Objectives: (1) To determine 6-month follow-up adherence and persistence with disease-modifying antirheumatic drugs in patients with early rheumatoid arthritis with disease under control. (2) To compare disease flares across adherent, nonadherent, persistent and nonpersistent patients. (3) To identify differences in adherent and persistent rates among therapeutic regimens. (4) To identify baseline prognosticators of poor compliance.
Methods: Ninety-three patients (86% female) had 4 consecutive 2-month apart evaluations during which the 28-joint disease activity score and the Health Assessment Questionnaire were scored, comorbidities and treatment recorded and a compliance questionnaire and a drug record registry applied. Descriptive statistics, Student t and χ tests and logistic regression analysis were used.
Results: At the study entry, patients had mean ± standard deviation age of 40.8 ± 13.9 years, the 28-joint disease activity score of 2.1 ± 1.1, the Health Assessment Questionnaire of 0.09 ± 0.2, and 68 of them (73.1%) had remission. During follow-up, 47 patients (50.5%) were adherent and 51 (54.8%) persistent; 14 of 68 patients (20.6%) who achieved remission had a disease flare. Incidence rate and individual risk of a disease flare were significantly greater in nonadherent and nonpersistent patients. Compared with methotrexate monotherapy, therapeutic regimens with >3 disease-modifying antirheumatic drugs had increased risk of nonadherence and nonpersistence (P ≤ 0.02). Higher previous serial erythrocyte sedimentation rate was associated to nonadherence (as was a shorter follow-up at the Clinic) and to nonpersistence (odds ratio: 1.03; 95% confidence interval: 1.01-1.05 for both, P = 0.05 and P = 0.001, respectively).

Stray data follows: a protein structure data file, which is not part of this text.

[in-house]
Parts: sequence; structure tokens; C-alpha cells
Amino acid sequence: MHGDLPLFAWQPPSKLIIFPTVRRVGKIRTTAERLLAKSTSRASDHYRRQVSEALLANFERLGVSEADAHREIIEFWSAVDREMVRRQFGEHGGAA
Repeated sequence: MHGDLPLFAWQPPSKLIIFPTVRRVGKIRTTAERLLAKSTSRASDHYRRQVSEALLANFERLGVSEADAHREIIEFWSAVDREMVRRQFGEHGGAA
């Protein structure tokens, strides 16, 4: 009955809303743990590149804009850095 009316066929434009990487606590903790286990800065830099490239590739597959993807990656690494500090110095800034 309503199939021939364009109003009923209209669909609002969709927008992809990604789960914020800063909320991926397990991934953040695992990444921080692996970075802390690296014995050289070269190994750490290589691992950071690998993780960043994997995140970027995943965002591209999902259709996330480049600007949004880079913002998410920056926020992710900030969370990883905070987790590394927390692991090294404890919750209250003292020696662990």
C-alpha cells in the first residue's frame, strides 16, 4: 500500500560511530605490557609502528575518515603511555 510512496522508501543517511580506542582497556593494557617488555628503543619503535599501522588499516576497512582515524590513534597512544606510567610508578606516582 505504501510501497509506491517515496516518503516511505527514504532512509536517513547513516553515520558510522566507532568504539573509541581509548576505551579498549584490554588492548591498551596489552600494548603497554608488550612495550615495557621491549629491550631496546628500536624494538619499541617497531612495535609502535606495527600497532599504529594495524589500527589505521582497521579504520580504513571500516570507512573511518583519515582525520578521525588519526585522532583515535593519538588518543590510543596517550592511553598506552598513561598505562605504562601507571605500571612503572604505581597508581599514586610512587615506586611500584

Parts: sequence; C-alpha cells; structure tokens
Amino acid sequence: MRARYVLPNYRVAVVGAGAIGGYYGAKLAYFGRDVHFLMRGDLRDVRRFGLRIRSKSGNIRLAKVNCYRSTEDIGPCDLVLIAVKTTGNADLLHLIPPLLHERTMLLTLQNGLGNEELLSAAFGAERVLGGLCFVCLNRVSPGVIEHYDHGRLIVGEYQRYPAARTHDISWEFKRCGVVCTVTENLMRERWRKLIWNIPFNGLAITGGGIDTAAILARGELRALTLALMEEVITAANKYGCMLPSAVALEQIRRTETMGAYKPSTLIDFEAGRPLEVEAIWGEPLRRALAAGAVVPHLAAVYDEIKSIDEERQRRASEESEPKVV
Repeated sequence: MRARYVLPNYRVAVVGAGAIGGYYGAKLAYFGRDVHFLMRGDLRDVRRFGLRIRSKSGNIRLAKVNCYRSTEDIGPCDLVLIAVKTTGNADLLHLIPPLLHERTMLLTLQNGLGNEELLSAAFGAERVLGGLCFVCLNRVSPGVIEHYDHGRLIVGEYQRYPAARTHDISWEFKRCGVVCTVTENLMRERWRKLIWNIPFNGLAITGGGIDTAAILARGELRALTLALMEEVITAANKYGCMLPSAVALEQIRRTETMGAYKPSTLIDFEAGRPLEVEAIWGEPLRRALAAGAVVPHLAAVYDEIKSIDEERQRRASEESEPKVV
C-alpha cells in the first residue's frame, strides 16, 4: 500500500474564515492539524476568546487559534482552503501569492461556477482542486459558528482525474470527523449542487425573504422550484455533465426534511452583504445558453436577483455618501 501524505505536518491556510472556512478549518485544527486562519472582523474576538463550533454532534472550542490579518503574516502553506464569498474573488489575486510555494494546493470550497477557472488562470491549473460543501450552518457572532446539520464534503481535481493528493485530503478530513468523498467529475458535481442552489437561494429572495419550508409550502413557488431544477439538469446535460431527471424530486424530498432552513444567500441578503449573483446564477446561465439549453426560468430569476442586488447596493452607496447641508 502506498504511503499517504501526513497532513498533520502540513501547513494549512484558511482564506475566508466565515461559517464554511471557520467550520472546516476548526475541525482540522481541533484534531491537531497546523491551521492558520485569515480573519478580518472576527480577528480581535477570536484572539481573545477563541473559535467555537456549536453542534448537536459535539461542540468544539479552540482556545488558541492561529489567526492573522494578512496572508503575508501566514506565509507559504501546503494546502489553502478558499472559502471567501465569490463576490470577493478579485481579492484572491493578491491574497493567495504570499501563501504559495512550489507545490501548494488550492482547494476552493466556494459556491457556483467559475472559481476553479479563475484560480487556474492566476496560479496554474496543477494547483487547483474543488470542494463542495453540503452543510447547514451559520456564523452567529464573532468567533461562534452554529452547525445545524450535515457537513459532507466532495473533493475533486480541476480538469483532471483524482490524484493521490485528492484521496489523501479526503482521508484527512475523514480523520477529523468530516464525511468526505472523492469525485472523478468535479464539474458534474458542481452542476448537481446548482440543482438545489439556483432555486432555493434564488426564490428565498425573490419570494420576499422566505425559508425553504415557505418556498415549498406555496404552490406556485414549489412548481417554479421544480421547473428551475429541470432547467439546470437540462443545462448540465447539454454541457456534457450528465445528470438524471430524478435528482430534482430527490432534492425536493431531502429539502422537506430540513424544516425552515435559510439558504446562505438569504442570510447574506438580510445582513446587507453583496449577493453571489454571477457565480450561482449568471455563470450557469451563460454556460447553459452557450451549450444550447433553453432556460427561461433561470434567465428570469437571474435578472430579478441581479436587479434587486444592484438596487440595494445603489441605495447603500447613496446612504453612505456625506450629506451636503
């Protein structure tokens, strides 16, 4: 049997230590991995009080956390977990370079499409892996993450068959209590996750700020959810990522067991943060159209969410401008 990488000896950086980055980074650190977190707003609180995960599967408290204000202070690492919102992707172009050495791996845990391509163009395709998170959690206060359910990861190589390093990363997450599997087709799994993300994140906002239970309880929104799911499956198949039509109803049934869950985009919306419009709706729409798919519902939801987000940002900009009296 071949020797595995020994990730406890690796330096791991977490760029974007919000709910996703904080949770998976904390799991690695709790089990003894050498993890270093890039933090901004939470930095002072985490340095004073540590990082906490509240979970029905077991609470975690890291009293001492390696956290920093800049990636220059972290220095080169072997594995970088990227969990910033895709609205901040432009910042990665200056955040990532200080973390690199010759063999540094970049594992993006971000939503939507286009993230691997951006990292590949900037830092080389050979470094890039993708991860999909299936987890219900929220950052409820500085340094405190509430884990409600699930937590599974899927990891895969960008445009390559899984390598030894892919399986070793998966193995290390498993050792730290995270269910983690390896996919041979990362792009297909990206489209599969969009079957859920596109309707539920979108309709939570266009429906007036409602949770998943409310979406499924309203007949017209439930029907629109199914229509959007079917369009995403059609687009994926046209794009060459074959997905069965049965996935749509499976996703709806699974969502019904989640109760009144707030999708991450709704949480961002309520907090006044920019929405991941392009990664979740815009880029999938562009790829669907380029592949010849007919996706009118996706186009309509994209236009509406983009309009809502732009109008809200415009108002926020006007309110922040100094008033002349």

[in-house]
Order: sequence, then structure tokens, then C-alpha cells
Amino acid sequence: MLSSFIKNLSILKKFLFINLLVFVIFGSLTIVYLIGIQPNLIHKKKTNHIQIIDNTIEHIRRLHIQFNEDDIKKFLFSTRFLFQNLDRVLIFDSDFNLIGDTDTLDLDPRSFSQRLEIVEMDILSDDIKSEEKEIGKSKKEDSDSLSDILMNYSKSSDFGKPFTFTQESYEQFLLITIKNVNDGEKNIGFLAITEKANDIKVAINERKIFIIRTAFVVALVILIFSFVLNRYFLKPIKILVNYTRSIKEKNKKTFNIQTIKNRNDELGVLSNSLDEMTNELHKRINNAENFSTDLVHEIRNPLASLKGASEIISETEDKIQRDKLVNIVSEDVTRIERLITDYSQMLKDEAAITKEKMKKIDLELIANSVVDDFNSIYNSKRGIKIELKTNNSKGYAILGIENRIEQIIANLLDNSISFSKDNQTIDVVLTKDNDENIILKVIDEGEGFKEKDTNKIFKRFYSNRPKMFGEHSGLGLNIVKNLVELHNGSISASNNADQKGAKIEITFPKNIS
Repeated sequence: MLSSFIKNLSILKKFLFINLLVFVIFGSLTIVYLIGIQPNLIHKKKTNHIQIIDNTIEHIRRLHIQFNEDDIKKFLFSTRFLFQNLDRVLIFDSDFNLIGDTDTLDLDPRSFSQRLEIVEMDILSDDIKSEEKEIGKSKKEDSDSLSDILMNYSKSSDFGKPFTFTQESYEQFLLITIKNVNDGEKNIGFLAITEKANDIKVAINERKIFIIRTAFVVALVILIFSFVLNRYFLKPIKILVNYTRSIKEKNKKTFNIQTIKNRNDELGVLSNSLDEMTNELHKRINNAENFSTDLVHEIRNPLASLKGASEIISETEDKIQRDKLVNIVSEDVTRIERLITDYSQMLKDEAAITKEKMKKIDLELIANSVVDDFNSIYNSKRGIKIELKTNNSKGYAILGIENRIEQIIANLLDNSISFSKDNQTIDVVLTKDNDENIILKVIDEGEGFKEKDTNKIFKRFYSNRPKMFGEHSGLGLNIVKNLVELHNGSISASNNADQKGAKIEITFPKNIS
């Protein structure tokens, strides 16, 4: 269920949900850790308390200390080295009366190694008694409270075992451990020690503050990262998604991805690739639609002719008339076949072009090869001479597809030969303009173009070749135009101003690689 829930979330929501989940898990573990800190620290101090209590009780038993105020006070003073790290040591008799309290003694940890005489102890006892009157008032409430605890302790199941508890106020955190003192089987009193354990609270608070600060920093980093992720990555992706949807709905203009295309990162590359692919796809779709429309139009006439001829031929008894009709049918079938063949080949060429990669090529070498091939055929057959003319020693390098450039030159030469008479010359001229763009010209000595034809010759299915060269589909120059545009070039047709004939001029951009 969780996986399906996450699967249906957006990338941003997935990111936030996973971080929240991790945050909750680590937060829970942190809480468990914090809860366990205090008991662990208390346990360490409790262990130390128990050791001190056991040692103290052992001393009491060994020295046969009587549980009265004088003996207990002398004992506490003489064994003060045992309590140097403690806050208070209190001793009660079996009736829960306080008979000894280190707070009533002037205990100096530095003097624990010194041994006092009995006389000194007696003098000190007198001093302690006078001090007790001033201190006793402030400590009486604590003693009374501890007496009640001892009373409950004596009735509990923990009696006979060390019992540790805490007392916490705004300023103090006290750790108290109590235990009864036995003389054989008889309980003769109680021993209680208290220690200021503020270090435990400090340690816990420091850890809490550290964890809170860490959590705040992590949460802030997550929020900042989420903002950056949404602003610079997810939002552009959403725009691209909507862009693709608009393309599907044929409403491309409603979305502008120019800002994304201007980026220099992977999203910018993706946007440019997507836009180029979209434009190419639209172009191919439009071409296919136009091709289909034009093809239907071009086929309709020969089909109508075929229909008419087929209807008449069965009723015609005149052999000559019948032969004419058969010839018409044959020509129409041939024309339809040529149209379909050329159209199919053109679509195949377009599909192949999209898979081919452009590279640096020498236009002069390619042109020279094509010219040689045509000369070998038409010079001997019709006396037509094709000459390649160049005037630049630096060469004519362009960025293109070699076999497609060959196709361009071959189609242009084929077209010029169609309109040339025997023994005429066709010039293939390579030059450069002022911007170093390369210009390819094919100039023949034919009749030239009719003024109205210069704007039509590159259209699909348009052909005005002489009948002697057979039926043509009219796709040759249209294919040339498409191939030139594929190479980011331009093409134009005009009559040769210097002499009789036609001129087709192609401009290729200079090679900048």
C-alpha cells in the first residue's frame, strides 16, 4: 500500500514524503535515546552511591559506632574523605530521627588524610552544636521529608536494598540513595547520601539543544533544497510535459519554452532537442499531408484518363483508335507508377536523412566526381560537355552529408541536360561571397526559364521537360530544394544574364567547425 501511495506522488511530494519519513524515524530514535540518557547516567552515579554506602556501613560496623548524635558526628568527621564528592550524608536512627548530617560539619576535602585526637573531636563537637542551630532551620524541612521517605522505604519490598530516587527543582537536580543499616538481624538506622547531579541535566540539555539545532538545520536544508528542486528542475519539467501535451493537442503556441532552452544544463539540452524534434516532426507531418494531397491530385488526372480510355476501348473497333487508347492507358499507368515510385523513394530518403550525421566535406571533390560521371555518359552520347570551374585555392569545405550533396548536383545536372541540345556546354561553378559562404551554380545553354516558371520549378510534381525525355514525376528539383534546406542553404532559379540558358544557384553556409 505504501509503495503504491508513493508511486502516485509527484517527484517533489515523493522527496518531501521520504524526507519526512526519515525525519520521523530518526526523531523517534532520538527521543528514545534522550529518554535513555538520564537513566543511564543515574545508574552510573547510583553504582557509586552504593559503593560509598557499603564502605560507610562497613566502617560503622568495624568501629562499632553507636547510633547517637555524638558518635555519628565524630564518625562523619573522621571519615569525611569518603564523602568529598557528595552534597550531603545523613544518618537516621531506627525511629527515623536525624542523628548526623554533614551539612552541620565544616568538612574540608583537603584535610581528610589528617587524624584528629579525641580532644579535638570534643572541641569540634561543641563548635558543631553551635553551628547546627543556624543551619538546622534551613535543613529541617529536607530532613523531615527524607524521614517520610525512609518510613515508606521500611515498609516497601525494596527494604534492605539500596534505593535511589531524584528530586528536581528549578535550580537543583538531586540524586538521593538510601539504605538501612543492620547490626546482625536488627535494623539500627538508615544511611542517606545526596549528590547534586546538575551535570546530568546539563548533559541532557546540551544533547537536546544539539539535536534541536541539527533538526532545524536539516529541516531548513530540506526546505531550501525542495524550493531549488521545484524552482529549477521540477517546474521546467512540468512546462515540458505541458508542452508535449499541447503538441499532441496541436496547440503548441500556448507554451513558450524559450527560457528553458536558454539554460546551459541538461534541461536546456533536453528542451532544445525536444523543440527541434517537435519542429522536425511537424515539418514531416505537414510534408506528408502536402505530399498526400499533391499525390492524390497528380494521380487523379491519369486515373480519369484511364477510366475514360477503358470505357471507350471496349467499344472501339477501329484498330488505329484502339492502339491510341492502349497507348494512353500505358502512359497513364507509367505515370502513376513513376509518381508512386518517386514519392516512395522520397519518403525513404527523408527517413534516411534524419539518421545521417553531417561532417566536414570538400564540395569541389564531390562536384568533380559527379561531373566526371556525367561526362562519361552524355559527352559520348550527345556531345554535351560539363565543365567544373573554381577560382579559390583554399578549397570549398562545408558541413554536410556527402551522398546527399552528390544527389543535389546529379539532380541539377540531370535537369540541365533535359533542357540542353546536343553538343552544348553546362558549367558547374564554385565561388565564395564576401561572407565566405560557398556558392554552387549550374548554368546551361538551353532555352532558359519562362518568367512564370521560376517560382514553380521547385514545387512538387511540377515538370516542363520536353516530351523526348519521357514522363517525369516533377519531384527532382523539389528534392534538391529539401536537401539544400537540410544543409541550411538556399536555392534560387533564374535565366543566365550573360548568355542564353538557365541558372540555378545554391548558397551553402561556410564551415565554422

Conclusions: Therapy behavior of patients with rheumatoid arthritis with mild/no disease activity and disability was poor and translated into disease flares. Higher serologic activity was associated to poor compliance with therapy.